An Englishmen’s meal
Four meals a day are served traditionally in Britain: breakfast, lunch, tea and dinner.
In many countries breakfast is a snack rather than a meal but the English breakfast eaten at about 8 o’clock in the morning, is a full meal, much bigger than on the Continent.
Some people begin with a plateful of porridge but more often cornflakes with milk and sugar. Then at least one substantial course, such as kippers or bacon and eggs. The meal is “washed down” with tea or coffee.
Most British people now have such a full breakfast only on Sunday mornings. On weekday it’s usually a quick meal: just cornflakes, toast and tea.
English lunch, which is usually eaten at 1 o’clock, is based on plain, simply-cooked food. It starts with soup or fruit juice. English people sometimes say that soup fills them up without leaving sufficient room for the more important course which consists of meat, poultry or fish accompanied by plenty of vegetables.
Apple-pie is a favorite sweet, and English puddings of which there are very many, are an excellent ending to a meal, especially in winter.
Tea, the third meal of the day, is taken between 4 and 5 o’clock, especially when staying in a hotel when a pot of tea with a jug of milk and a bowl of sugar are brought in. biscuits are handed round.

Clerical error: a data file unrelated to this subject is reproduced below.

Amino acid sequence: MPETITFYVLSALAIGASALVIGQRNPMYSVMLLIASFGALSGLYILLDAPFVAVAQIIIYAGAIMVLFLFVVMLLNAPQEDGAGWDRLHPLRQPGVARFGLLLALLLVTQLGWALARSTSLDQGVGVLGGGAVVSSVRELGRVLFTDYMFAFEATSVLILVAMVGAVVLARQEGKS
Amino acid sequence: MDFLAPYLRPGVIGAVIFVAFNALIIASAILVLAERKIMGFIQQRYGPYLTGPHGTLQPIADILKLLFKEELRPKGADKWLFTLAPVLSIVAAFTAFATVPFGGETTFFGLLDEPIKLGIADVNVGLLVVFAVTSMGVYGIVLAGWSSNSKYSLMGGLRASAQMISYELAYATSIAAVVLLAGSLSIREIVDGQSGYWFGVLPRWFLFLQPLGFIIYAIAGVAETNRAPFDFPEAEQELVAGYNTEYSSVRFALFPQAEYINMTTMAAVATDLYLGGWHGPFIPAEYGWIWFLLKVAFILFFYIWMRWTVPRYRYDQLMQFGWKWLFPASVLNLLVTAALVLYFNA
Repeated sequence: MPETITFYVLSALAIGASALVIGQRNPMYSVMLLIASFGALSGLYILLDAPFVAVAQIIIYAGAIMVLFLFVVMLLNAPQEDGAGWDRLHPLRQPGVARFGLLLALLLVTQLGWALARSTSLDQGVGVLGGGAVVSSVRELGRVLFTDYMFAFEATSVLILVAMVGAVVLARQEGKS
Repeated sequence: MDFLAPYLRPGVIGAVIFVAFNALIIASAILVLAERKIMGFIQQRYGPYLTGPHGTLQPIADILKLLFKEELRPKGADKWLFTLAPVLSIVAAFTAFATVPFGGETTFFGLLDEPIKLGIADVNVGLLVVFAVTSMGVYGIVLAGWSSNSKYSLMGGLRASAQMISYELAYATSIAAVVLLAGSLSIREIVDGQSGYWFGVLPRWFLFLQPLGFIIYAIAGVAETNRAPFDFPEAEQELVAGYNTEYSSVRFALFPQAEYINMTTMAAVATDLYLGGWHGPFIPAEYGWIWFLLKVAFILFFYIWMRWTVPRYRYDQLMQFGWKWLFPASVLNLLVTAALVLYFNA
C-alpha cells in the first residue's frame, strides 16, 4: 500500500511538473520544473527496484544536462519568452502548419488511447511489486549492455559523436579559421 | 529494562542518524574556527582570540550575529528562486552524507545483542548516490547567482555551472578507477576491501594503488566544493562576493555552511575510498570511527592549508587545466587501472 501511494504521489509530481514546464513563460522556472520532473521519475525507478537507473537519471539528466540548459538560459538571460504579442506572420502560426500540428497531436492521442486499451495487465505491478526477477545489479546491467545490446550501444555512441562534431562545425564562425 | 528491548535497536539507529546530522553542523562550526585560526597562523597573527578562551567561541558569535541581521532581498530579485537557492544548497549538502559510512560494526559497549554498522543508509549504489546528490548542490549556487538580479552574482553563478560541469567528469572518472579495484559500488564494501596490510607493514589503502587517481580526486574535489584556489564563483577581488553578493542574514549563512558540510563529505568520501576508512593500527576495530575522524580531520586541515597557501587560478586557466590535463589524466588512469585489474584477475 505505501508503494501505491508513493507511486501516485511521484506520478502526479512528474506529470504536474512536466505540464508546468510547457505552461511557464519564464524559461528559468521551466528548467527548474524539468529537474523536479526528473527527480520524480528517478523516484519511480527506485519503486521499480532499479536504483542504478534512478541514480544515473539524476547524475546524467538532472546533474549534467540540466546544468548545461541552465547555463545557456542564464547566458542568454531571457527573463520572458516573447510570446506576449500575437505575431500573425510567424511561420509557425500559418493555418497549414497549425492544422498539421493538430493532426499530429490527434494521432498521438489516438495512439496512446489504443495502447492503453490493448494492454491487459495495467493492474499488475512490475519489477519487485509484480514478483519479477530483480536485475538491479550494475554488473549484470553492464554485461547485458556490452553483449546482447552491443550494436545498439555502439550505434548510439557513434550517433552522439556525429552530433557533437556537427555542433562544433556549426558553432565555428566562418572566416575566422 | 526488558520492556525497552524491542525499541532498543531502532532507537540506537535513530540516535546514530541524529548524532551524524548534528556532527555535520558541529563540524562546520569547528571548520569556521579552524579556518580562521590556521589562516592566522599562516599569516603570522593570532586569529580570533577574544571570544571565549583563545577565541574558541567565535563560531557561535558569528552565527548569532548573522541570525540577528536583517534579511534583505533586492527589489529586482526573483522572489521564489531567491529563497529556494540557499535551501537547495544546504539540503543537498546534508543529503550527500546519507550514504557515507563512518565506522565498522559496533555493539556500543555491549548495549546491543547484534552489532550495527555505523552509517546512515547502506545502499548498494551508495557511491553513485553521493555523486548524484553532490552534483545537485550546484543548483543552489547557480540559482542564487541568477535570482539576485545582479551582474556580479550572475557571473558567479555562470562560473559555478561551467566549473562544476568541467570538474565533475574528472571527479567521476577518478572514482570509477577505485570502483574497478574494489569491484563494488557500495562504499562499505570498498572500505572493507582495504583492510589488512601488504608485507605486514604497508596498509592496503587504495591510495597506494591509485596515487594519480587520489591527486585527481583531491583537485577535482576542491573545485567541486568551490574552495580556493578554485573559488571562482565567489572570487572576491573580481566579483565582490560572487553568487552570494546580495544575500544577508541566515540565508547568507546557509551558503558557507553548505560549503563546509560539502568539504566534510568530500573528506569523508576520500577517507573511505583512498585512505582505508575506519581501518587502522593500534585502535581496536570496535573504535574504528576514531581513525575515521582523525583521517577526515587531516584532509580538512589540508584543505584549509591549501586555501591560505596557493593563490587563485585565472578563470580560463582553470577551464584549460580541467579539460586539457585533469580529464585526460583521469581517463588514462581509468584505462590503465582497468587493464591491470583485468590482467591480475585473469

At the weekends afternoon tea is a very sociable time. Friends and visitors are often present.
Some people like to have the so-called “high tea” which is a mixture of tea and supper – for example, meat, cheese and fruit may be added to bread and butter, pastries and tea.
Dinner is the most substantial meal of the day. The usual time is about 7 o’clock and all the members of the family sit down together. The first course might be soup. Then the second course comes: fish or meat, perhaps the traditional roast beef of old England. Then the dessert is served: some kind of sweet. Some people in the towns and nearly all country people have dinner in the middle of the day instead of lunch. They have tea a little later, between 5 and 6 o’clock, when they might have a light mean – an omelet, or sausages of fried fish and chips or whatever they can afford.
Then before going to bed, they may have a light snack or supper – e. g. a cup of hot milk with a sandwich or buiscuit.
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